Understanding, creating and subscribing to observables in Angular

Luuk Gruijs
5 min readAug 19, 2017

When version 2 of Angular came out, it introduced us to observables. The Observable isn’t an Angular specific feature, but a new standard for managing async data that will be included in the ES7 release. Angular uses observables extensively in the event system and the HTTP service. Getting your head around observables can be quite a thing, therefore i’m here to explain it the easy way.


Observables are lazy collections of multiple values over time.

yeah, right…well, actually it’s pretty easy:

  1. Observables are lazy
    You could think of lazy observables as newsletters. For each subscriber a new newsletter is created. They are then only send to those people, and not to anyone else.
  2. Observables can have multiple values over time
    Now if you keep that subscription to the newsletter open, you will get a new one every once and a while. The sender decides when you get it but all you have to do is just wait until it comes straight into your inbox.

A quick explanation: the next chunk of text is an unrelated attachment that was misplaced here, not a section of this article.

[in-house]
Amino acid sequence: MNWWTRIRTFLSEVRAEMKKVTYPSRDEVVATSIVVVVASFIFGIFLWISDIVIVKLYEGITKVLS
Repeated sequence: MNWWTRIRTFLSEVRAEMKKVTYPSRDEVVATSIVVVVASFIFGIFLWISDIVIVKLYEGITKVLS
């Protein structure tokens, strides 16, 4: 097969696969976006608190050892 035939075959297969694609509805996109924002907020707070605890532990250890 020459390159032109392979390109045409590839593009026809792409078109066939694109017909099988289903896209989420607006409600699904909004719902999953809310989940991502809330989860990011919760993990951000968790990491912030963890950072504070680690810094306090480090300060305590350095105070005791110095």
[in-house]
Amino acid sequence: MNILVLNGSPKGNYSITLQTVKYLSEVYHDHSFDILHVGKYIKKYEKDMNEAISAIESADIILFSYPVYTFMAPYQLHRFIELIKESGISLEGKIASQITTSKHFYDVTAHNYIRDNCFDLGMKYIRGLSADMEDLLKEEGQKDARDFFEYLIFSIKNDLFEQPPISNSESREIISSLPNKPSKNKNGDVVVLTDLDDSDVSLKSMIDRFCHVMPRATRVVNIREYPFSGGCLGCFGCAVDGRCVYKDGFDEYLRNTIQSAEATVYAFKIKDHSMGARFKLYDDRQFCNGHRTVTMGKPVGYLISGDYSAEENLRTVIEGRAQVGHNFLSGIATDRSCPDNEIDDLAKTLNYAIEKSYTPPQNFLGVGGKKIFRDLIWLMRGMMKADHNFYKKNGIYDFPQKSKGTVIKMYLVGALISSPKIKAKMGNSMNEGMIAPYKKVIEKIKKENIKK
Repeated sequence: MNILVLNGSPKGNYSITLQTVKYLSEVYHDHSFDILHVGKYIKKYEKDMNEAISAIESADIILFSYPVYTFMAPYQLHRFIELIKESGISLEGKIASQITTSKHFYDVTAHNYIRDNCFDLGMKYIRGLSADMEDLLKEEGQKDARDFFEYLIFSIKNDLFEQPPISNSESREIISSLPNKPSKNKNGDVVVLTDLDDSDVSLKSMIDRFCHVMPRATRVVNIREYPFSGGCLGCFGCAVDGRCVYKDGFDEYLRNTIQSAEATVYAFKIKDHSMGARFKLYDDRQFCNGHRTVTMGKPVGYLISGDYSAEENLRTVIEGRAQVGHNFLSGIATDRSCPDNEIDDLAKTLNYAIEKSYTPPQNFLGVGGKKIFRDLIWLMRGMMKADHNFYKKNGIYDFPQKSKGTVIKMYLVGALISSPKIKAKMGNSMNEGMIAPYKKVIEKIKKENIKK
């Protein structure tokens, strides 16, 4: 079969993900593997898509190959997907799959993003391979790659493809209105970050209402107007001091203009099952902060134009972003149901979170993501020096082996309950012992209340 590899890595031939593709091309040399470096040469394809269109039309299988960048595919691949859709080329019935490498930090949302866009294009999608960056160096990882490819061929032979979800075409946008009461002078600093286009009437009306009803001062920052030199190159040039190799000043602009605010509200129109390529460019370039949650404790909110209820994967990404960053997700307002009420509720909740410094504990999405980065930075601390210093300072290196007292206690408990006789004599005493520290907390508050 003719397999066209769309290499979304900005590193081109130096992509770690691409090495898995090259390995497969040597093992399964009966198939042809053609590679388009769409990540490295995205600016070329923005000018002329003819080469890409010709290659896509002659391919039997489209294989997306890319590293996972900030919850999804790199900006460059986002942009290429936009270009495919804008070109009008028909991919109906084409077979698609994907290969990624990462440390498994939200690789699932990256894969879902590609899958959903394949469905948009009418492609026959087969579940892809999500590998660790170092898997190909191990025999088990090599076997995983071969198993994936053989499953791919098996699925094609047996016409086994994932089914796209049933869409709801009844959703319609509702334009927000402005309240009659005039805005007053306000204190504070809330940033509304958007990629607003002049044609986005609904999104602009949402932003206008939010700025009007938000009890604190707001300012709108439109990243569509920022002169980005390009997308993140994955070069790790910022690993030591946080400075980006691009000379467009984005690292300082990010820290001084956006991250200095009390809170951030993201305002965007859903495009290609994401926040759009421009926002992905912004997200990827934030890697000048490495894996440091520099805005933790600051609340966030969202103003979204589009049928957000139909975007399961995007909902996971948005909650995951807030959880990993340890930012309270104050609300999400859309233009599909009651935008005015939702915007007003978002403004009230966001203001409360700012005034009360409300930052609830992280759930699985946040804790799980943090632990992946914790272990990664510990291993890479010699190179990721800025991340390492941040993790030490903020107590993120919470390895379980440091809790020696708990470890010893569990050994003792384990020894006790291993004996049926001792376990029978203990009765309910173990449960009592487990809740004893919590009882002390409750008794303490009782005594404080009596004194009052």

If you come from the world of promises this is a key difference as promises always return only one value. Another thing is that observables are cancelable. If you don’t want your newsletter anymore, you unsubscribe. With promises this is different, you can’t cancel a promise. If the promise is handed to you, the process that will produce that promise’s resolution is already underway, and you generally don’t have access to prevent that promise’s resolution from executing.

Push vs pull

A key thing to understand when using observables is that observables push. Push and pull are two different ways that describe how a data producer communicates with the data consumer.

When pulling, the data consumer decides when it get’s data from the data producer. The producer is unaware of when data will be delivered to the consumer.

Every javascript function uses the pull. The function is a Producer of data, and the code that calls the function is consuming it by “pulling” out a single return value from its call.

Luuk Gruijs

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